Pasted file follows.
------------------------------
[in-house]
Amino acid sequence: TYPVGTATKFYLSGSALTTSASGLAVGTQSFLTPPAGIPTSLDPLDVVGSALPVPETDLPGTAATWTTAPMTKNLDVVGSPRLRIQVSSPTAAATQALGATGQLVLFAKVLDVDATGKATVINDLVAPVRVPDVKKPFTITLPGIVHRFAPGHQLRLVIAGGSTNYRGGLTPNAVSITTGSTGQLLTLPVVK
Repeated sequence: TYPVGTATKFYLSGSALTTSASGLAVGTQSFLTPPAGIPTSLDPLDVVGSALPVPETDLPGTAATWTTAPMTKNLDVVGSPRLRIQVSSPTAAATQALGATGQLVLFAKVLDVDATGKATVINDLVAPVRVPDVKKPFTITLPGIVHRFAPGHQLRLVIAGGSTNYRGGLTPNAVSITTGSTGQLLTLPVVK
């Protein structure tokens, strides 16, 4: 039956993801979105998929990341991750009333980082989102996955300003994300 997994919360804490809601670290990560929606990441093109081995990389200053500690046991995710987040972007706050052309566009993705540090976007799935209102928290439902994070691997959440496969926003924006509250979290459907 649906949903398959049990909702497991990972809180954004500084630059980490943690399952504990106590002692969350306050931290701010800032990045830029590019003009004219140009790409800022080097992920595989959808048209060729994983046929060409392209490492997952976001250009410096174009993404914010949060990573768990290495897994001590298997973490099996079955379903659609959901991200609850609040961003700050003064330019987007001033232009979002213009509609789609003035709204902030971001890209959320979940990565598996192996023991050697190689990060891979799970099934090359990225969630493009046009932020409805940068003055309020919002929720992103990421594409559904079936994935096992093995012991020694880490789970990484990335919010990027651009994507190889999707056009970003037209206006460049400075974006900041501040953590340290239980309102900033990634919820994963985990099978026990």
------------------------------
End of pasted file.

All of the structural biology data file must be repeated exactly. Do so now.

[in-house]
Amino acid sequence: TYPVGTATKFYLSGSALTTSASGLAVGTQSFLTPPAGIPTSLDPLDVVGSALPVPETDLPGTAATWTTAPMTKNLDVVGSPRLRIQVSSPTAAATQALGATGQLVLFAKVLDVDATGKATVINDLVAPVRVPDVKKPFTITLPGIVHRFAPGHQLRLVIAGGSTNYRGGLTPNAVSITTGSTGQLLTLPVVK
Repeated sequence: TYPVGTATKFYLSGSALTTSASGLAVGTQSFLTPPAGIPTSLDPLDVVGSALPVPETDLPGTAATWTTAPMTKNLDVVGSPRLRIQVSSPTAAATQALGATGQLVLFAKVLDVDATGKATVINDLVAPVRVPDVKKPFTITLPGIVHRFAPGHQLRLVIAGGSTNYRGGLTPNAVSITTGSTGQLLTLPVVK
């Protein structure tokens, strides 16, 4: 039956993801979105998929990341991750009333980082989102996955300003994300 997994919360804490809601670290990560929606990441093109081995990389200053500690046991995710987040972007706050052309566009993705540090976007799935209102928290439902994070691997959440496969926003924006509250979290459907 649906949903398959049990909702497991990972809180954004500084630059980490943690399952504990106590002692969350306050931290701010800032990045830029590019003009004219140009790409800022080097992920595989959808048209060729994983046929060409392209490492997952976001250009410096174009993404914010949060990573768990290495897994001590298997973490099996079955379903659609959901991200609850609040961003700050003064330019987007001033232009979002213009509609789609003035709204902030971001890209959320979940990565598996192996023991050697190689990060891979799970099934090359990225969630493009046009932020409805940068003055309020919002929720992103990421594409559904079936994935096992093995012991020694880490789970990484990335919010990027651009994507190889999707056009970003037209206006460049400075974006900041501040953590340290239980309102900033990634919820994963985990099978026990």